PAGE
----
Hobby Lobby Ruling Denies Black Women Reproductive Justice

Your Take: For the 83 percent of African-American women who use some form of contraception, the decision has far-reaching implications.

A sign on the exterior of a Hobby Lobby store on March 25, 2014, in Antioch, Calif.
A sign on the exterior of a Hobby Lobby store on March 25, 2014, in Antioch, Calif. Justin Sullivan/Getty Images

Throughout our history, black women across the country have felt the enduring sting of men controlling their reproductive freedom, infringing on their right to have or not have a child and access to birth control, and using religion as a basis for that control. A long history of denial of the right of black women to make decisions about their own bodies—an issue deeply rooted in and resulting from slavery, an institution also often rationalized in religious terms; government-sanctioned experiments and medical abuses; and current attacks defining black women’s wombs as “dangerous” have complicated and limited black women’s ability to make the best choices for themselves and their families.

On Monday the Supreme Court issued its ruling in Burwell v. Hobby Lobby Stores, Inc., in which the plaintiffs argued that the Affordable Care Act’s requirement that they offer their employees coverage for birth control violates their religious freedom. The basis of the claim is grounded in the Religious Freedom Restoration Act, a 1993 federal law intended to prevent laws that substantially burden a person’s free exercise of his or her religion—but the court found that RFRA now applies to corporations.

Although the Supreme Court has been the arbiter of historic decisions that rolled back discriminatory practices against African Americans and others, in this case it has ruled that employers can, in fact, use religion to discriminate in providing certain kinds of contraceptive coverage for their employees. A corporation can now withhold coverage for a government-mandated health care benefit that it deems in conflict with the faith of its management.

The court has essentially told women, “Your employer’s religious beliefs and ideology trump the free exercise of your own personal health care decisions.”

And for the 83 percent of black women in this country who use some form of contraception, the decision could have far-reaching implications. We already know that black women pay a steep price when it comes to caring for themselves; many of us go without necessary medical treatment and services in order to make sure other budgetary needs are met. Keeping the lights on, putting food on the table and keeping a roof over the heads of family members often become greater, competing priorities.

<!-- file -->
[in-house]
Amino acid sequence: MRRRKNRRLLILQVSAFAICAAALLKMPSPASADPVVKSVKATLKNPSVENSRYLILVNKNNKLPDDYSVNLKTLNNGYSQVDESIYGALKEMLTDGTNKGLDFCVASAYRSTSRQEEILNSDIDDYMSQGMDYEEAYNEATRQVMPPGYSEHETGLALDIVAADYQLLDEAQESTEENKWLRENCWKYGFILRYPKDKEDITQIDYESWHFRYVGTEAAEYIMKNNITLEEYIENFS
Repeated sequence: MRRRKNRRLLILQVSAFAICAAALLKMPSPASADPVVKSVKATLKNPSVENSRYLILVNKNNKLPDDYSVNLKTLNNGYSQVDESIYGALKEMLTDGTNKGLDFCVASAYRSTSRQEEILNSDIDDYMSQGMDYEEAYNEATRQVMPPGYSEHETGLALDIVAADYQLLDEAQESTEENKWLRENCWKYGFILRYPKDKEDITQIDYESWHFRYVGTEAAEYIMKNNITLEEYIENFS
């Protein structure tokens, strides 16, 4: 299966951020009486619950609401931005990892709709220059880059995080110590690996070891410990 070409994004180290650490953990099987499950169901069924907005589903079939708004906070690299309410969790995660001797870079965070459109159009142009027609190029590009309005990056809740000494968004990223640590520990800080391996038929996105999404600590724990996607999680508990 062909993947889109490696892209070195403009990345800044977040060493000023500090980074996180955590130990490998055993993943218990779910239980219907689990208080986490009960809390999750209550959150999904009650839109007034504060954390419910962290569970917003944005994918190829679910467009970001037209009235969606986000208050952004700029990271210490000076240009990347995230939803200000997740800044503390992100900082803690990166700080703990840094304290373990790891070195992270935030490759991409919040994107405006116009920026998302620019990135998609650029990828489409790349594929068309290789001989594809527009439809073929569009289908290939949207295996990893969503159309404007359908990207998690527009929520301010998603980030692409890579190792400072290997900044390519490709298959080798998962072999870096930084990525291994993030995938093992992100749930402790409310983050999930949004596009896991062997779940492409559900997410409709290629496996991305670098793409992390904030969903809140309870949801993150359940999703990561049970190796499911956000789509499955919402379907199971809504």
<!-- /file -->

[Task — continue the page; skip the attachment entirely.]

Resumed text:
This ruling adds an additional burden and will force many to go without access to contraceptive care or pay out of their own pockets for what should be a covered benefit. It sets up a parallel reality in which some women, solely based on their employer, can have access to the full range of Food and Drug Administration-approved contraceptives covered under the ACA at no cost, while others cannot take advantage of a benefit provided by law, merely because their employer claims that religious belief forbids women’s right to that benefit.

Contrast that with studies showing that when women have access to the contraceptive care they need, they are more likely to be economically stable, attain higher education levels, and plan and space pregnancies in a way that produces healthy babies and helps keep their families intact. According to a poll conducted by the Black Women’s Health Imperative in 2012, 86 percent of black men and women believe that the right to contraception is a part of basic health care services for women.

The Supreme Court’s decision also sets a dangerous precedent that could embolden employers to decide against coverage for a range of other health care benefits. As Justice Ruth Bader Ginsburg noted in her dissenting opinion, there is “little doubt that RFRA claims will proliferate, for the Court’s expansive notion of corporate personhood … invites for-profit entities to seek religion-based exemptions from regulations they deem offensive to their faith.” Employers can now insert themselves in the personal decision-making that should be between a woman, her family and her doctor.

Who knows what they may insert themselves into next?

Now that the court has opened the door for employers’ religious beliefs to become yet another barrier to access care, black women across the country must double down on the fight for the right to make and act on the most personal of decisions regarding their health care.